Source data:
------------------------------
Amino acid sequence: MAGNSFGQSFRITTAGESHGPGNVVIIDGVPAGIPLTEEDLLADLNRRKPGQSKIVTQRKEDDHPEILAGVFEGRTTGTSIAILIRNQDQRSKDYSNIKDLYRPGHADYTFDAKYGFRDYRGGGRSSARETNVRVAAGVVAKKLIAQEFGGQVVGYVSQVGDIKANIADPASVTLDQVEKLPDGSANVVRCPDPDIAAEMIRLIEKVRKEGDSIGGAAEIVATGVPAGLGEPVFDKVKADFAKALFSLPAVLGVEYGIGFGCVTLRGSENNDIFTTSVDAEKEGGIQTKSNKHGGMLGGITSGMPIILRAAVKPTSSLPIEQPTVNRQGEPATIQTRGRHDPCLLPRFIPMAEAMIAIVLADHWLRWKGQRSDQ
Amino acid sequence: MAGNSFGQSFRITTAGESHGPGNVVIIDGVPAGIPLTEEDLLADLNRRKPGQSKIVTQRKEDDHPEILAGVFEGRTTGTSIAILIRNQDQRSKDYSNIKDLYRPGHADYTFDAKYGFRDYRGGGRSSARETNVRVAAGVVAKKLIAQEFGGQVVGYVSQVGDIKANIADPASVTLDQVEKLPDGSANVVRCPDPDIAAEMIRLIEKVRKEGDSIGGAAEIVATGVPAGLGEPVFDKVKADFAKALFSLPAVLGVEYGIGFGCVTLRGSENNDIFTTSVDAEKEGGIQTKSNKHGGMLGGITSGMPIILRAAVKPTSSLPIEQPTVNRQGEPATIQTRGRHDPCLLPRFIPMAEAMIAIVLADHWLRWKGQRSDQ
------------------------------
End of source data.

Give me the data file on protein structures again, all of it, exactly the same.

Amino acid sequence: MAGNSFGQSFRITTAGESHGPGNVVIIDGVPAGIPLTEEDLLADLNRRKPGQSKIVTQRKEDDHPEILAGVFEGRTTGTSIAILIRNQDQRSKDYSNIKDLYRPGHADYTFDAKYGFRDYRGGGRSSARETNVRVAAGVVAKKLIAQEFGGQVVGYVSQVGDIKANIADPASVTLDQVEKLPDGSANVVRCPDPDIAAEMIRLIEKVRKEGDSIGGAAEIVATGVPAGLGEPVFDKVKADFAKALFSLPAVLGVEYGIGFGCVTLRGSENNDIFTTSVDAEKEGGIQTKSNKHGGMLGGITSGMPIILRAAVKPTSSLPIEQPTVNRQGEPATIQTRGRHDPCLLPRFIPMAEAMIAIVLADHWLRWKGQRSDQ
Amino acid sequence: MAGNSFGQSFRITTAGESHGPGNVVIIDGVPAGIPLTEEDLLADLNRRKPGQSKIVTQRKEDDHPEILAGVFEGRTTGTSIAILIRNQDQRSKDYSNIKDLYRPGHADYTFDAKYGFRDYRGGGRSSARETNVRVAAGVVAKKLIAQEFGGQVVGYVSQVGDIKANIADPASVTLDQVEKLPDGSANVVRCPDPDIAAEMIRLIEKVRKEGDSIGGAAEIVATGVPAGLGEPVFDKVKADFAKALFSLPAVLGVEYGIGFGCVTLRGSENNDIFTTSVDAEKEGGIQTKSNKHGGMLGGITSGMPIILRAAVKPTSSLPIEQPTVNRQGEPATIQTRGRHDPCLLPRFIPMAEAMIAIVLADHWLRWKGQRSDQ